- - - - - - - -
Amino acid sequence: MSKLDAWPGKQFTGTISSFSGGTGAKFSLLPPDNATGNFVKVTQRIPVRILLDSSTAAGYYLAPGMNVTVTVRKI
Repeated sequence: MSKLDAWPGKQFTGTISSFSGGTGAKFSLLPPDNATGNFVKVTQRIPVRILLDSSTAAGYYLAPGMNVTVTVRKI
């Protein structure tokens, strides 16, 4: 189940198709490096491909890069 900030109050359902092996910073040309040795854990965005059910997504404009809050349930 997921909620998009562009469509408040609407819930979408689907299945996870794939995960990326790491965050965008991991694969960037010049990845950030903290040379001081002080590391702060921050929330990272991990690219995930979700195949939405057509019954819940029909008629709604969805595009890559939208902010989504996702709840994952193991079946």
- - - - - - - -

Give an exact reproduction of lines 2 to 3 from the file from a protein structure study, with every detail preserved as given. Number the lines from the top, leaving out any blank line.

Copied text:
Repeated sequence: MSKLDAWPGKQFTGTISSFSGGTGAKFSLLPPDNATGNFVKVTQRIPVRILLDSSTAAGYYLAPGMNVTVTVRKI
């Protein structure tokens, strides 16, 4: 189940198709490096491909890069 900030109050359902092996910073040309040795854990965005059910997504404009809050349930 997921909620998009562009469509408040609407819930979408689907299945996870794939995960990326790491965050965008991991694969960037010049990845950030903290040379001081002080590391702060921050929330990272991990690219995930979700195949939405057509019954819940029909008629709604969805595009890559939208902010989504996702709840994952193991079946």